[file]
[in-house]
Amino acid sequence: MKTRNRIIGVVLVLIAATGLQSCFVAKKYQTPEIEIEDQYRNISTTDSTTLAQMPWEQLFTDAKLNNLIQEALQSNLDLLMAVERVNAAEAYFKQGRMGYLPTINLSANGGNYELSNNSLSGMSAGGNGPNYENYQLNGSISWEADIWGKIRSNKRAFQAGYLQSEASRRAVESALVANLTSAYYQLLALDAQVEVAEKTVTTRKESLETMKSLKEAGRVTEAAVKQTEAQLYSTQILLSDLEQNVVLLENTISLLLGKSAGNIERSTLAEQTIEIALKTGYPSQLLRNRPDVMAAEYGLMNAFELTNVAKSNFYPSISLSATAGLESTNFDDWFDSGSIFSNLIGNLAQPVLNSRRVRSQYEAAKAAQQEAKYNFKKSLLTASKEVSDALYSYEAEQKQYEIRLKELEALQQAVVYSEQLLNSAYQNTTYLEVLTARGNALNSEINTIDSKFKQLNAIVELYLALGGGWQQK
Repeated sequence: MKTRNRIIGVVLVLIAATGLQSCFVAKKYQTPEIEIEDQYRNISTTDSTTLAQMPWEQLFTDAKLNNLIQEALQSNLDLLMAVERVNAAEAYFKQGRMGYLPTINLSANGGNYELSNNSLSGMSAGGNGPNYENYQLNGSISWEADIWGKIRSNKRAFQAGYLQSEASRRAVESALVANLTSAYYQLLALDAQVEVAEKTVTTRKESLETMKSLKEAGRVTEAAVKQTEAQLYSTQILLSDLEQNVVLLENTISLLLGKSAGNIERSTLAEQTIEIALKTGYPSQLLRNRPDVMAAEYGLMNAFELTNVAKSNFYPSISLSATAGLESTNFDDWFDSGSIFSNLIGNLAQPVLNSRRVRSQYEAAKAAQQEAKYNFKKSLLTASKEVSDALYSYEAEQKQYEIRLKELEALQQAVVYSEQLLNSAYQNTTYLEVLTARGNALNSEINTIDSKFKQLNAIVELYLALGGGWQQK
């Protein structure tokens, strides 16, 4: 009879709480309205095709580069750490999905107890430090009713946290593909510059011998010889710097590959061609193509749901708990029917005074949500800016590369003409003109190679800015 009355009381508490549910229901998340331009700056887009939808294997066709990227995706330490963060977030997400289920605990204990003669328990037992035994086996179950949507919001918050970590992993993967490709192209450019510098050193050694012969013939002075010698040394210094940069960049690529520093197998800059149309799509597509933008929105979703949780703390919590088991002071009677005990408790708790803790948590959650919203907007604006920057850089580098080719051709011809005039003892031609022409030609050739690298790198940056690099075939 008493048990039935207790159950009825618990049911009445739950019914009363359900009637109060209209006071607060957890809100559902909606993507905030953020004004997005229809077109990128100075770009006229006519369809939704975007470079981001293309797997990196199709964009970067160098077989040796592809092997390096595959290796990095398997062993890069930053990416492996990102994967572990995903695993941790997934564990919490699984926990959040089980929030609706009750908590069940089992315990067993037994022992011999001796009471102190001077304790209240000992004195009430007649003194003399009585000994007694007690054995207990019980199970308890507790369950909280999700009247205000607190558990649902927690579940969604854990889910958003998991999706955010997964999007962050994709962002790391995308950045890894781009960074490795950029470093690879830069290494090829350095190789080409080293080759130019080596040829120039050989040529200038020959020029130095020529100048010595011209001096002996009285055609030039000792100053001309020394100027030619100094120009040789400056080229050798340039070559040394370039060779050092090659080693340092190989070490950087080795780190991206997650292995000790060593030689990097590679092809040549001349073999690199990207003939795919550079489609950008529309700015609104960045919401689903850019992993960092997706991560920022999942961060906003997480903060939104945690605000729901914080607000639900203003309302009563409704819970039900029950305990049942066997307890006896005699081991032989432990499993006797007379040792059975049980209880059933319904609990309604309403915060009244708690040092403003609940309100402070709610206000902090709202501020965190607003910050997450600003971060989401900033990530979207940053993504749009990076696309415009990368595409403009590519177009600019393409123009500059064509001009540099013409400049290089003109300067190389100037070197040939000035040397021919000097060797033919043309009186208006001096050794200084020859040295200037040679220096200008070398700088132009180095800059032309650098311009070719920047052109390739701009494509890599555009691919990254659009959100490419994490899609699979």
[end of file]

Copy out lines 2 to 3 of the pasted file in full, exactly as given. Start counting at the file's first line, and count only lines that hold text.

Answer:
Amino acid sequence: MKTRNRIIGVVLVLIAATGLQSCFVAKKYQTPEIEIEDQYRNISTTDSTTLAQMPWEQLFTDAKLNNLIQEALQSNLDLLMAVERVNAAEAYFKQGRMGYLPTINLSANGGNYELSNNSLSGMSAGGNGPNYENYQLNGSISWEADIWGKIRSNKRAFQAGYLQSEASRRAVESALVANLTSAYYQLLALDAQVEVAEKTVTTRKESLETMKSLKEAGRVTEAAVKQTEAQLYSTQILLSDLEQNVVLLENTISLLLGKSAGNIERSTLAEQTIEIALKTGYPSQLLRNRPDVMAAEYGLMNAFELTNVAKSNFYPSISLSATAGLESTNFDDWFDSGSIFSNLIGNLAQPVLNSRRVRSQYEAAKAAQQEAKYNFKKSLLTASKEVSDALYSYEAEQKQYEIRLKELEALQQAVVYSEQLLNSAYQNTTYLEVLTARGNALNSEINTIDSKFKQLNAIVELYLALGGGWQQK
Repeated sequence: MKTRNRIIGVVLVLIAATGLQSCFVAKKYQTPEIEIEDQYRNISTTDSTTLAQMPWEQLFTDAKLNNLIQEALQSNLDLLMAVERVNAAEAYFKQGRMGYLPTINLSANGGNYELSNNSLSGMSAGGNGPNYENYQLNGSISWEADIWGKIRSNKRAFQAGYLQSEASRRAVESALVANLTSAYYQLLALDAQVEVAEKTVTTRKESLETMKSLKEAGRVTEAAVKQTEAQLYSTQILLSDLEQNVVLLENTISLLLGKSAGNIERSTLAEQTIEIALKTGYPSQLLRNRPDVMAAEYGLMNAFELTNVAKSNFYPSISLSATAGLESTNFDDWFDSGSIFSNLIGNLAQPVLNSRRVRSQYEAAKAAQQEAKYNFKKSLLTASKEVSDALYSYEAEQKQYEIRLKELEALQQAVVYSEQLLNSAYQNTTYLEVLTARGNALNSEINTIDSKFKQLNAIVELYLALGGGWQQK